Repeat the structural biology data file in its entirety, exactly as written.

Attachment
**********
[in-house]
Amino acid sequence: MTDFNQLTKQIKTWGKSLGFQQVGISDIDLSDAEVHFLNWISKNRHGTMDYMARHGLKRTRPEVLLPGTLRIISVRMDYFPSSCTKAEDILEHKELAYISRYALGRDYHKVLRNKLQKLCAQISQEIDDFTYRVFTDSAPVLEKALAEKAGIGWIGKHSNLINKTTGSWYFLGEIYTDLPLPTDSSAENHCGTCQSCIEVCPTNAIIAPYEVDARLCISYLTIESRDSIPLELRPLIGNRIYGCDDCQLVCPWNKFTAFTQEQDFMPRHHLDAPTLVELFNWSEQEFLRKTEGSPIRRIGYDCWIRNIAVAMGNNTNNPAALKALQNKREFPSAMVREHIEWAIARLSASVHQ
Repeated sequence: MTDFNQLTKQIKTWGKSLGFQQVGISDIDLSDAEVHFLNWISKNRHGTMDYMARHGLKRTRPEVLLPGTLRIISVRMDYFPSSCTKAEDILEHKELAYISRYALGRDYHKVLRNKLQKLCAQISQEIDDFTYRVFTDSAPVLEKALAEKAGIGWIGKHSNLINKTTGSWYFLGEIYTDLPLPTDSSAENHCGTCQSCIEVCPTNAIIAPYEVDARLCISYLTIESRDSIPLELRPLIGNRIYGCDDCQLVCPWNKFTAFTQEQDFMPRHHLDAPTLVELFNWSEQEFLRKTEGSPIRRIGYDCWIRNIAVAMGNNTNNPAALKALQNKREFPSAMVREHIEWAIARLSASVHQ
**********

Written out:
[in-house]
Amino acid sequence: MTDFNQLTKQIKTWGKSLGFQQVGISDIDLSDAEVHFLNWISKNRHGTMDYMARHGLKRTRPEVLLPGTLRIISVRMDYFPSSCTKAEDILEHKELAYISRYALGRDYHKVLRNKLQKLCAQISQEIDDFTYRVFTDSAPVLEKALAEKAGIGWIGKHSNLINKTTGSWYFLGEIYTDLPLPTDSSAENHCGTCQSCIEVCPTNAIIAPYEVDARLCISYLTIESRDSIPLELRPLIGNRIYGCDDCQLVCPWNKFTAFTQEQDFMPRHHLDAPTLVELFNWSEQEFLRKTEGSPIRRIGYDCWIRNIAVAMGNNTNNPAALKALQNKREFPSAMVREHIEWAIARLSASVHQ
Repeated sequence: MTDFNQLTKQIKTWGKSLGFQQVGISDIDLSDAEVHFLNWISKNRHGTMDYMARHGLKRTRPEVLLPGTLRIISVRMDYFPSSCTKAEDILEHKELAYISRYALGRDYHKVLRNKLQKLCAQISQEIDDFTYRVFTDSAPVLEKALAEKAGIGWIGKHSNLINKTTGSWYFLGEIYTDLPLPTDSSAENHCGTCQSCIEVCPTNAIIAPYEVDARLCISYLTIESRDSIPLELRPLIGNRIYGCDDCQLVCPWNKFTAFTQEQDFMPRHHLDAPTLVELFNWSEQEFLRKTEGSPIRRIGYDCWIRNIAVAMGNNTNNPAALKALQNKREFPSAMVREHIEWAIARLSASVHQ